Weight Training in MMA - Everything You Need to Know

26 March 2019

The emergence of MMA into the mainstream for fitness and competition has been slow but it seems to be getting stronger every day.

Social media platforms have pushed it from the shadows and into the light. The reason it stayed in the shadows for a long time is because of the lack of good training platforms and for being more violent than traditional martial arts.

But this style of martial arts can be traced back to ancient times. Pankration was introduced into the Olympic Games in 648BC and it was even more dangerous than today’s MMA. Only the best athletes competed.

Today the champions in MMA have one of the best physiques in the world.

Most practitioners of MMA come from other martial arts backgrounds and concentrate on body conditioning using one’s own bodyweight (professional traditional martial artists do use weights to supplement their training).

Practitioners who come from bodybuilding backgrounds do use weight training, but most never move beyond the conventional bodybuilding regime of 8-12 reps for 3 sets and isolation movements that concentrate on muscle definition or mass. This happens because people tend to think bigger means stronger.

The development of a fighter’s body should be uniform, his/her body should be trained as a single piece of machinery so that the body will not have any trouble working side by side with a part.

Working in the gym to increase your shoulder width and arm size without caring about your core strength will make your body imbalanced, your mid and lower body should be able to carry your upper body efficiently. The best way to achieve a balanced body is to do compound exercises.

Compound exercises involve multiple joints and more than one muscle groups. Weightlifting and powerlifting movements make use of multiple joints and major muscle groups. They help in improving ones explosive strength, 1RM, mobility and prevent injuries.

Most people avoid these exercises because they look hard and involve heavy weights. And lack of proper understanding and supervision will result in injuries.

The few compound lifts that will improve your body composition are;

  • Deadlift
  • Bench press
  • Overhead press
  • Bent over row
  • Squat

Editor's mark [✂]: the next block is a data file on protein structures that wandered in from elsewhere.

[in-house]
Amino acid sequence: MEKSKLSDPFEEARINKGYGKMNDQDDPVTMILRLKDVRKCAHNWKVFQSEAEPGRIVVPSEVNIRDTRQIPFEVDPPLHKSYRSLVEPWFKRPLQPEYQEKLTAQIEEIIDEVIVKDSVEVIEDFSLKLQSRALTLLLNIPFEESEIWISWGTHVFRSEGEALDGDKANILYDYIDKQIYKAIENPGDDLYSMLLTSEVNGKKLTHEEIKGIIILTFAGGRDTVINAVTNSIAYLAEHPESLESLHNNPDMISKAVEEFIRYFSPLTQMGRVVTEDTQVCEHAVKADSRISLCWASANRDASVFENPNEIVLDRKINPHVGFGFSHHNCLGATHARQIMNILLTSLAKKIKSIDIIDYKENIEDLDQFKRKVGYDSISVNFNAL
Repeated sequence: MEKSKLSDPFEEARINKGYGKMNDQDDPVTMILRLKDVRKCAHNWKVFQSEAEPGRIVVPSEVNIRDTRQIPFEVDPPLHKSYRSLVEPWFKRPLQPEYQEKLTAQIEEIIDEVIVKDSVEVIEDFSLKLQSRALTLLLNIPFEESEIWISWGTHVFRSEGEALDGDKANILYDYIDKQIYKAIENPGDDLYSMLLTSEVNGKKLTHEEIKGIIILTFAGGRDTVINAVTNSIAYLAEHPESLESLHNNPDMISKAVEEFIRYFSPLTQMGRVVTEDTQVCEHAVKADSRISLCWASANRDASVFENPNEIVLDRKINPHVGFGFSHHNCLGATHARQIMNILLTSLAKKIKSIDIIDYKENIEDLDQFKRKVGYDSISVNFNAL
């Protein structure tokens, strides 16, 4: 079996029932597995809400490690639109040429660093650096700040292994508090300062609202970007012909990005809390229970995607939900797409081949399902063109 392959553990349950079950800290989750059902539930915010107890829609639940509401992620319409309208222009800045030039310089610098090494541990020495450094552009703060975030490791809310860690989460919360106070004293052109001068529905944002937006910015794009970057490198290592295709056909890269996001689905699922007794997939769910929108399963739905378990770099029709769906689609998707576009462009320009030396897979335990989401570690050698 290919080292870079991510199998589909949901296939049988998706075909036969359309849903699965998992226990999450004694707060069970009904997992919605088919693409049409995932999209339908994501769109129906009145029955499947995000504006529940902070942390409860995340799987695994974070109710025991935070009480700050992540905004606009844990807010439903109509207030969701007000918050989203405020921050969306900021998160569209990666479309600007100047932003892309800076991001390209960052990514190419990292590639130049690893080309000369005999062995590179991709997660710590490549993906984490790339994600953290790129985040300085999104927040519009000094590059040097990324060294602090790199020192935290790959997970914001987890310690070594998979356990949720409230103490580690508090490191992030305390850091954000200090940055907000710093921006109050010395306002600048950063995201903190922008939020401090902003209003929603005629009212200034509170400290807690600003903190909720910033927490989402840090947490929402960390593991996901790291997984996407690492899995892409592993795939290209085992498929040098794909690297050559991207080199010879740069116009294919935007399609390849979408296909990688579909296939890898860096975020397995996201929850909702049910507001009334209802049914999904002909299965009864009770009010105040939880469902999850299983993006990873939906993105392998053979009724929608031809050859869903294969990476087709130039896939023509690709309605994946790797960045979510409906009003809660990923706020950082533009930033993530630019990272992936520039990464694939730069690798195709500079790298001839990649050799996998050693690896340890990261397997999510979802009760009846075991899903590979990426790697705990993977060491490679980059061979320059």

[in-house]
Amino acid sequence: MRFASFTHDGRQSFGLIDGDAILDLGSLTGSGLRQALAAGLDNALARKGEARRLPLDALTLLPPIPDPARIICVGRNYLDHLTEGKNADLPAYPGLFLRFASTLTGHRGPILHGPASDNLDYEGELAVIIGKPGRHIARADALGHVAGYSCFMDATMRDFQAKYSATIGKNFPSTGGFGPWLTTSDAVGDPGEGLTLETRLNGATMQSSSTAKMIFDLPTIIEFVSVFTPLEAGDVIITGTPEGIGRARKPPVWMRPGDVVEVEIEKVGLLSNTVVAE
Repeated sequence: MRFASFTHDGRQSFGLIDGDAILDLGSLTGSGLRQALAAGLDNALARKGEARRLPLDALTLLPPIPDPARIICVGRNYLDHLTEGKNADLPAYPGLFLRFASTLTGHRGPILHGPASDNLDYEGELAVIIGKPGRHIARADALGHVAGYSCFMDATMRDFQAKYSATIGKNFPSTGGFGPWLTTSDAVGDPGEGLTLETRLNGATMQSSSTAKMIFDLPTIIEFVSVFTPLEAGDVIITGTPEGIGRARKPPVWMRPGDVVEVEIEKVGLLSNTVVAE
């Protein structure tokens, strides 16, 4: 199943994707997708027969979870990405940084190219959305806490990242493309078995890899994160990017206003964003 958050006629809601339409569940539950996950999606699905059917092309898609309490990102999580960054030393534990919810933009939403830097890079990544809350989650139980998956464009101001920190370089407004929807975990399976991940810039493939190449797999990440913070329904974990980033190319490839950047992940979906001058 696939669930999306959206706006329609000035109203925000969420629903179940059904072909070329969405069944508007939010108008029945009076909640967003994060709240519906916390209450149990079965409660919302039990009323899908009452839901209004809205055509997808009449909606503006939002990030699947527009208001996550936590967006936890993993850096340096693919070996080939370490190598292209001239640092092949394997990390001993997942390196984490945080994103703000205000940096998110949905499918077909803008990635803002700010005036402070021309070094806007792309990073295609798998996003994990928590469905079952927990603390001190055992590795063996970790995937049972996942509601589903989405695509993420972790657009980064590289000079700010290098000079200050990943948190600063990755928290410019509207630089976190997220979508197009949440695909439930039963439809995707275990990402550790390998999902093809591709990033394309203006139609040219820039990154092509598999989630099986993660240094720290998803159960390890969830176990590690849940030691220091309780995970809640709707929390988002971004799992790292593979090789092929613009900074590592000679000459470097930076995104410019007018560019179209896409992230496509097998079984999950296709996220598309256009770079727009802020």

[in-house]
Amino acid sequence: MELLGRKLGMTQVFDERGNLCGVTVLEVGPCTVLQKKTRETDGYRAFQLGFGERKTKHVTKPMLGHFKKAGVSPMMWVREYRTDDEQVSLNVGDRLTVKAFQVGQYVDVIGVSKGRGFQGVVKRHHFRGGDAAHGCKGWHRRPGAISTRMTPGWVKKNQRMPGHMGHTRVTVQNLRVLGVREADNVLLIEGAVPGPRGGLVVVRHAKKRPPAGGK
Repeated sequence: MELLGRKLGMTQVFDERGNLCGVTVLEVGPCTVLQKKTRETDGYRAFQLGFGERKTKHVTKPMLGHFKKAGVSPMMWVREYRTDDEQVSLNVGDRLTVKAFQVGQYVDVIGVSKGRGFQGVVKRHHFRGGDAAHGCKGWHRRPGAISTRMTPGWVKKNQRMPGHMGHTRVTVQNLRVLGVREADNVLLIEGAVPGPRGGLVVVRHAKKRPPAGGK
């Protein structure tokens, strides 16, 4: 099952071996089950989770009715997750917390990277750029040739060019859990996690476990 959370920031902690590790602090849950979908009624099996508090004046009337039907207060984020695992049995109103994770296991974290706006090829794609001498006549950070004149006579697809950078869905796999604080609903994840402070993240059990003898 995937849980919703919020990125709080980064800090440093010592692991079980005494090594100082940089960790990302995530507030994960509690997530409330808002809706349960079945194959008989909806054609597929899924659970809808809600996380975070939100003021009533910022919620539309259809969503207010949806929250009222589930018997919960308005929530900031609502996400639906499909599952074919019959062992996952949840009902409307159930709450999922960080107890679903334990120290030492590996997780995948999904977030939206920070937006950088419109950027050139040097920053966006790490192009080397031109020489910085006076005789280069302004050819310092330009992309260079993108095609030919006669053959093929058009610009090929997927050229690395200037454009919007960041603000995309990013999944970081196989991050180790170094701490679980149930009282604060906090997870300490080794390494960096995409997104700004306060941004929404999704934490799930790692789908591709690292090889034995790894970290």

• Clean and press
  • Snatch

All of these moments involve multiple muscle groups and joints. They put a great deal of importance to your core strength which will improve your overall strength and balance and help in injury prevention. But a beginner should be very careful when starting the movements above. Always consult a doctor before starting this, even more, important is proper supervision.

Movements like Deadlift, Squat and Bench-press are the basics anyone should know. The Deadlift and Squat are hard to master with proper form and most find that they can lift heavy when they do it the first time, but don’t be fooled by that.

Beginners sacrifice form to lift heavier weights and injure their lower back and knee. I suffered nearly 12 hours of excruciating lower back spasms 4 hours after I first tried Deadlifts. I managed to lift 60kg for 8x3 sets, the weight did not seem heavy at the time I was lifting it. Start small until you are confident about your form (filming myself helped me a lot.)

Movements like overhead press and bent-over row are easy but easier to mess up. Beginners give unnecessary strain to their lower back when performing these movements. This can be avoided with the help of reliable information and a spotter.

Things get complicated when the last two exercises enter. The clean and press is a complicated move that consists of a deadlift, squat and an overhead press. All of them done in two steps.  And the snatch is even more complicated with the squat being done with the barbell overhead with your arms locked.

It is very easy to injure yourself doing these actions without proper form. An important point to remember while doing these actions is to maintain a tight core; this will decrease the chances of injury. I did make these exercises sound treacherous, but it is important to understand the complexity of these exercises if you want to keep doing them longer.

Another point while weight training for MMA is about the reps and sets. Always aim for heavy weights and low reps, your movements should be explosive and short.

Movements like deadlift and squat have a huge effect on your CNS (central nervous system), keeping the workout short ensures that you can still work on your fight training later or the next day. A simple way to start your training is to follow the 5x5 Stronglift system.

It involves doing the Bench-press, Squat, Overhead press and Row for 5 reps and 5 sets. The Deadlift is only done for 1 set and 5 reps, given it is the most taxing on the CNS.

I also want to give attention to the importance of rest, working 7 days a week and expecting to make great gains is stupid. Our body grows with rest.

Working 5 days a week with rest days in between is enough and always take a day’s rest after a heavy workout, MMA or weight training. Supplementing your workouts with wholesome foods and great sleep will help you achieve your goals, both in competition or just elite fitness.


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